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Patience is elusive in a world of inconsiderate people

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Lynne D. Schwabe Lynne D. Schwabe
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Lynne D. Schwabe was owner of Schwabe-May of Charleston, ran her own marketing consulting firm and is a nationally recognized motivational speaker. She has been featured in The New York Times, The Washington Post, Women's Wear Daily, and has appeared on CNBC's Power Lunch. She is now director of development for the National Youth Science Foundation. She can be reached at schwabestatejournal@gmail.com.

I am not a patient person. This is definitely a character flaw and possibly even a sin.

I was reminded of this recently when I went online to learn about low-carb diets and find out "What five foods to NEVER eat." This required watching a video of more than 30 minutes with about three sentences of valuable material in it. I should know by now that nearly everything on the Internet is an advertisement for something, but that's another story. A few minutes into the film I was squirming. Ten minutes in, I was swearing at the computer. Fifteen minutes in, I was taking snack breaks (carbs, of course) while the narrator droned on and on. It seemed like a rigorous exercise to learn that one shouldn't eat: concentrated orange juice, whole wheat bread, margarine, processed soy and corn. Because I was so impatient, I calculate I lost about 5 pounds just by pacing. I told a friend about this experience and he said, "You suffered an agony of impatience." Gee.

However, my lack of patience wasn't a surprise. In college, I tried to learn bridge. Card games have always seemed the height of silliness to me; why play cards when you could be reading, dancing or going to a movie? Crossword puzzles elude me; why spend your time trying to figure out "word puzzle for a computer age" (crickler) or "high-pitched keening" (ululate) when you could be playing Scrabble and having real fun racking up triple word scores? Sewing — now there's another thing I just didn't have the patience for. I mean, have you ever tried to thread a sewing machine? Of course, this was back in the Dark Ages. Probably now it's all robotic, even the sewing part.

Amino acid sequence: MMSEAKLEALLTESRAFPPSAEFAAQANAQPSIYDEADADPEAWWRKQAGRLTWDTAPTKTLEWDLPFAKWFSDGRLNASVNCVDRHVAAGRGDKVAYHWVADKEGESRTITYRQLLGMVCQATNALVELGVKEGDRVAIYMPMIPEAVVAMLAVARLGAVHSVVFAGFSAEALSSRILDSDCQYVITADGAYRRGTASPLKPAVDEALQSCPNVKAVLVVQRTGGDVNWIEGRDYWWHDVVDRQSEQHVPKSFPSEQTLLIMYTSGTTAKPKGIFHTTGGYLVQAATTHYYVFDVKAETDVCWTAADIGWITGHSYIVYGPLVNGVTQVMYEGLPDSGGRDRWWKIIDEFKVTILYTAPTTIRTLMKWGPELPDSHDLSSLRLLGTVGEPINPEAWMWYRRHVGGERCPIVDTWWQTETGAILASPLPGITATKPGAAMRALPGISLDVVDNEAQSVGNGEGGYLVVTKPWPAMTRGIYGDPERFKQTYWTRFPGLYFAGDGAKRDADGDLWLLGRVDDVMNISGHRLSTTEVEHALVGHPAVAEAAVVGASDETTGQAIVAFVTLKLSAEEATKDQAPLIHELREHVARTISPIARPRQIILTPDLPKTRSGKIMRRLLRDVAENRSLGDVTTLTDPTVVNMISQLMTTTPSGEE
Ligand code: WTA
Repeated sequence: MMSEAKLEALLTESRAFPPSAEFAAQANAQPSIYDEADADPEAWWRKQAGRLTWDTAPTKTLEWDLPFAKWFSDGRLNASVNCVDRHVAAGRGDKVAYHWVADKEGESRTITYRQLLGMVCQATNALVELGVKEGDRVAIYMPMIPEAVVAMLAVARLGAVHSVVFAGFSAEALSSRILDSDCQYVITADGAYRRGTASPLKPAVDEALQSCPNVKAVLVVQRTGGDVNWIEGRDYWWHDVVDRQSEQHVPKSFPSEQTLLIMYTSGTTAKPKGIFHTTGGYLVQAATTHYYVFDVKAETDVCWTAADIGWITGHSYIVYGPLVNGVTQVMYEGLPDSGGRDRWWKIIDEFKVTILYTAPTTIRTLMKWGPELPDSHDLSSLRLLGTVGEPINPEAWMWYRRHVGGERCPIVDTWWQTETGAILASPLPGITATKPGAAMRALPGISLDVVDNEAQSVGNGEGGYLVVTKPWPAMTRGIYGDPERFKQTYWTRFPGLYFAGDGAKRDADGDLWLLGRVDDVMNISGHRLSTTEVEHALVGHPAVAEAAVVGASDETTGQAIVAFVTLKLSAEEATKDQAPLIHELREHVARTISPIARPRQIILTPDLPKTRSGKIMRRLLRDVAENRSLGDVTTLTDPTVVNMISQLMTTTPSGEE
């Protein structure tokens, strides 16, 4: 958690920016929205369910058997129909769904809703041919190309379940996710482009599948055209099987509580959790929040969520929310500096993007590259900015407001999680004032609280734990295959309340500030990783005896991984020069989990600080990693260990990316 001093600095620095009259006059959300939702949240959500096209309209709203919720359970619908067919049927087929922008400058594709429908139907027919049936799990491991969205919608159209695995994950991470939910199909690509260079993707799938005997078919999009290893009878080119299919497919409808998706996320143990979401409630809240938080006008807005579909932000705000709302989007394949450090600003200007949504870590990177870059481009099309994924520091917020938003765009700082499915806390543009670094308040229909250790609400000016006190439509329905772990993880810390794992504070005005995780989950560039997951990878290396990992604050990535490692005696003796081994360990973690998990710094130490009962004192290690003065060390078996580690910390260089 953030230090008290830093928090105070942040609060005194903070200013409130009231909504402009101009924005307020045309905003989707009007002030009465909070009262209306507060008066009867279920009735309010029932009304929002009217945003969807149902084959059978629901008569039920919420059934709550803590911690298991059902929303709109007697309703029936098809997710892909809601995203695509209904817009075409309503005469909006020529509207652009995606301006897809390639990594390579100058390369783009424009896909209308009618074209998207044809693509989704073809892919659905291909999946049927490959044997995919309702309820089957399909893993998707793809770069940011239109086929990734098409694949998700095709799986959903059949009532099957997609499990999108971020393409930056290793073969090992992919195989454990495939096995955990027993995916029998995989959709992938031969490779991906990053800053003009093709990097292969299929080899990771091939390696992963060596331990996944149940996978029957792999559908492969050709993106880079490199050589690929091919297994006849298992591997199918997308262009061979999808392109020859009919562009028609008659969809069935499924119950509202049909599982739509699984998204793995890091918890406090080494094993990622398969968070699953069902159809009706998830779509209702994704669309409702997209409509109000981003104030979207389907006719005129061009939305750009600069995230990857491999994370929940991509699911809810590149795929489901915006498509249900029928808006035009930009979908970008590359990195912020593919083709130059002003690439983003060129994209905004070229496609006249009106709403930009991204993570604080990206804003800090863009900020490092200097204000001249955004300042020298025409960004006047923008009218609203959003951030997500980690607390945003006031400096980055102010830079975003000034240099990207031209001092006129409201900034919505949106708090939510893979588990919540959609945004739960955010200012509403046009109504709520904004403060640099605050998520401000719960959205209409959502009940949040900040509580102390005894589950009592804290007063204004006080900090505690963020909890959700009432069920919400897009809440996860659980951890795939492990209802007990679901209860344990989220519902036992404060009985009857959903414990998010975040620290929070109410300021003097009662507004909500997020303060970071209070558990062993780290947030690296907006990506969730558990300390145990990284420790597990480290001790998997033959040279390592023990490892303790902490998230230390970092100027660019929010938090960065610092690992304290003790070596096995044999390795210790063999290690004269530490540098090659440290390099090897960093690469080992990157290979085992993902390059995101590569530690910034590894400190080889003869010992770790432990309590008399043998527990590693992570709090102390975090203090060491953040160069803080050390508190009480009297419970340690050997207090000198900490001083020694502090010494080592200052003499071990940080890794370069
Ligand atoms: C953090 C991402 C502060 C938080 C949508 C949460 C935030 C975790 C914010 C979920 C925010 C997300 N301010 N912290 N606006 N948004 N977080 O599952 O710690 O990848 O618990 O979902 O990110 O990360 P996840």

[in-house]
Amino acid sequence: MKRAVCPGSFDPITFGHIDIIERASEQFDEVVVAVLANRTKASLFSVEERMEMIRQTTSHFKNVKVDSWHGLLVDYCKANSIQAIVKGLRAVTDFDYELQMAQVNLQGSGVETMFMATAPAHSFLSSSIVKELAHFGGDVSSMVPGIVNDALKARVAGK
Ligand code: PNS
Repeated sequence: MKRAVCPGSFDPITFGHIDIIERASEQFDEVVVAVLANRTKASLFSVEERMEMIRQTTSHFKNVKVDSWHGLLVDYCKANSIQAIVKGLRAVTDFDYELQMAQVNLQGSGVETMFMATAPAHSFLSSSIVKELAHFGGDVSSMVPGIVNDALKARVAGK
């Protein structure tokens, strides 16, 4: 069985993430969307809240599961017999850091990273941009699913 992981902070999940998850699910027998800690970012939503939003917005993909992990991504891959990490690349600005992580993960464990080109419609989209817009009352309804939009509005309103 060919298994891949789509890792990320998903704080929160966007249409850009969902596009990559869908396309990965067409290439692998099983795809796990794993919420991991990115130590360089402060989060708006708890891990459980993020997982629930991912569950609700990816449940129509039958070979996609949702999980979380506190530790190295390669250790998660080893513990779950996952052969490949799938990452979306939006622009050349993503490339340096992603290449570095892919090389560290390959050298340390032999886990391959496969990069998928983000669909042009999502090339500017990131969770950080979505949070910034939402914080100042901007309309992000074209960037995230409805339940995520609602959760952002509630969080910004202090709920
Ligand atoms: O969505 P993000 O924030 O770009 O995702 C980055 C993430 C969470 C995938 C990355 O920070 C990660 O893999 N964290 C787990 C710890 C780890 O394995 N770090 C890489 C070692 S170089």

Day to day, I get impatient with people I label "oblivious," people who have no awareness that there are others around them. This category includes the guy who blocks the gas pump while he goes inside the station to buy Cheetos; people at Kroger who clog aisles with their carts; people who take cell phone calls while dining with friends; and the woman at the post office who holds up the line for 10 minutes while she painstakingly and carefully and precisely tapes 16 strips of Priority Mail tape (it's free) on her package. Drivers especially offend me, including people who are so busy texting that they don't notice the red light has changed; drivers who park and take up two parking places; and drivers who don't use turn signals. I mean, it's a wonder that my blood pressure is anywhere near normal! Upon reflection, I realize that patience is something I admire in the driver behind me, but not the one ahead of me.

A long time ago I got over jokes sent to me by people who have my email address and think I'm desperate for entertainment. Yes, the jokes are often funny, sometimes hilariously so. But when you get upwards of a hundred or more emails a day that require answers, it seems silly to spend an hour or more reading recycled jokes.

Having been in the retail business for so long, my tolerance for poor customer service is extremely limited. I don't appreciate being put on hold for more than five minutes, being made to wait to pay money for something while the clerk takes a personal call, or not being able to find anyone to take my money in department stores. Excuse me for being snarky, but I also would like it if the person who picks up the phone in a store (or waits on you) could answer questions about the merchandise. Correctly.

I think my impatience about so many things means I have turned into a crochety old woman. I hope not. I prefer to think that I just want things to run smoothly and for people to be aware of how their actions affect others. I never voice my impatience, except for the occasional loud sigh. Well, I did tap my foot impatiently during the priority mail taping episode, but 10 minutes when there was a line of 20 people awaiting service (and only one window open)? Really!

And, I'm not waiting until I have white hair to be patient and wise. Nope! I'm dyeing my hair tonight! This may not be the path to becoming sanguine, but if I do start to voice my impatience, hopefully no one will recognize me!